Perfect in vision, voice, harmony – not to mention timing – Treasure of Love delivers quintessential Flatlanders.
    • 91 Metascore
    • 89 Critic Score
    As much Tom Waits as Roy Orbison, both Amigo the Devil and Born Against expertly navigate the twisted path between a metaphorical heart on a sleeve and real live beating one bloodying up his flannel.
    • 87 Metascore
    • 89 Critic Score
    As thoroughly self-possessed as Portrayal of Guilt's celebrated bow resounded in punk and metal pits, follow-up We Are Always Alone now standardizes the locals' splatter into a trademark sound. Success breeds fearlessness, focus, certainty; No. 2 harnesses No. 1's tempest.
    • 86 Metascore
    • 89 Critic Score
    Unexpectedly, one of the most beautiful and hopeful albums of the year comes from Black Angels singer Alex Maas. Luca capstones 2020 with a reminder of what's truly important and wondrous in the world.
    • 86 Metascore
    • 78 Critic Score
    For certain, the low-voiced local occupies artistic territory with Leonard, but Gold Record also spins reminiscent of Bob Dylan's summer surprise Rough and Rowdy Ways in its zoomed-out lyrical portraiture and employment of pop culture references.
    • 82 Metascore
    • 89 Critic Score
    My Love Is A Hurricane ransacks David Ramirez to emerge bloody but unbowed.
    • 81 Metascore
    • 78 Critic Score
    All together, a mischievous lyricist captures the new West.
    • 80 Metascore
    • 89 Critic Score
    Summation of their best recorded moments, X echoes the pulverizing claustrophobia of Source Tags & Codes (2002) and sheer aggression of bone-crushing 1999 debut Madonna, erecting walls of drill-bit noise and floating ennui codas.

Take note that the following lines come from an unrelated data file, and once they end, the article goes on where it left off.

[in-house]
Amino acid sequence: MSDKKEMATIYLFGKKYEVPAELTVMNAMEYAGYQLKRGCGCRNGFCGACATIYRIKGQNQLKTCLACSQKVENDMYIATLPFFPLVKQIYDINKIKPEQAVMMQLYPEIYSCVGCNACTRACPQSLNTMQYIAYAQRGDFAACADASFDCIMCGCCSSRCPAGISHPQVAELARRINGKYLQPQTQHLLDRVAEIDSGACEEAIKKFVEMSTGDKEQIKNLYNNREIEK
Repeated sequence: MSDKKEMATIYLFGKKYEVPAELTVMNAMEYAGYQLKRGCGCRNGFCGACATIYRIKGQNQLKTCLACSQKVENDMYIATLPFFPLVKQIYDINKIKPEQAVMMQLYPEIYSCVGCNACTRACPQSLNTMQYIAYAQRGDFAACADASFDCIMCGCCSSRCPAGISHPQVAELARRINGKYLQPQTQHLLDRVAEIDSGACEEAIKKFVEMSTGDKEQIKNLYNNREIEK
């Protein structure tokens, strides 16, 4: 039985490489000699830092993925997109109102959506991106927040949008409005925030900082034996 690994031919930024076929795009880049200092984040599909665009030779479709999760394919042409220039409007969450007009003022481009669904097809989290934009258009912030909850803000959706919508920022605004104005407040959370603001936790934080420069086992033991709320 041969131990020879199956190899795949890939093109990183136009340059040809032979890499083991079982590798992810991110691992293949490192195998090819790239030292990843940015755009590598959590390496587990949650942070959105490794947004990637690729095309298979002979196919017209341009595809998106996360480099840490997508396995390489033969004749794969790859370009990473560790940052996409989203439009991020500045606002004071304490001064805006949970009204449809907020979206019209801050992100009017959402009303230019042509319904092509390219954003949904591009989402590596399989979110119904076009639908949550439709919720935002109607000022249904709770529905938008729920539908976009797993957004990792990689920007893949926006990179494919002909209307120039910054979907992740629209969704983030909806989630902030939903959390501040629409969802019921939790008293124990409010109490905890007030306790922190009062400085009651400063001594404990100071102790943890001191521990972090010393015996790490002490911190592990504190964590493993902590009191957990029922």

• 84 Metascore
    • 89 Critic Score
    Lifting both blast beats and thrash dynamics from metal, the Belgian indie rock trio galvanizes enough sheer fury to knock the needle off your turntable.
    • 80 Metascore
    • 89 Critic Score
    Arising from largely improvised performances that accompanied a cosmic expedition at San Antonio's Scobee Planetarium, The Spiral Arm ranks not as the Austin ambient trio's spaciest effort – that's 2016 debut Original Soundtrack – but as their most beautiful.
    • 89 Metascore
    • 100 Critic Score
    A legendary liquor-soaked session with Tom Waits, two discs containing a ragged-but-right contemporary concert, and a booklet that takes an in-depth look at the making of DTAS crackle and pop, but in revisiting its creators' original intent, a formerly sneered at LP becomes essential.
    • 84 Metascore
    • 67 Critic Score
    Sadly, familiar streams – "Matchbox," "That's All Right, Mama," "Big River" – don't yield any gems. Constant studio chatter and fumbled lyrics frustrate rather than charm, and even when duetting, Dylan and Cash's aw-shucks mutual admiration smothers artistic collaboration. Disc three's bonus content with banjo legend Earl Scruggs fares better.
    • 99 Metascore
    • 89 Critic Score
    Unsurprisingly, the true treasure for devotees occurs in long-vaulted studio moments.
    • 79 Metascore
    • 67 Critic Score
    The salsa-imbued "Green" celebrates heritage and familial commitment as the LP culminates in a dreamy slow-burn.
    • 83 Metascore
    • 100 Critic Score
    Brighter compositions match the lyrical demands of more specified storytelling, most vividly on piano-led "Mr. Lee."
    • 70 Metascore
    • 78 Critic Score
    Still relaxed, LAHS clouds over with less reverb, punchier drums, and – at long last – vocals at the front of the mix.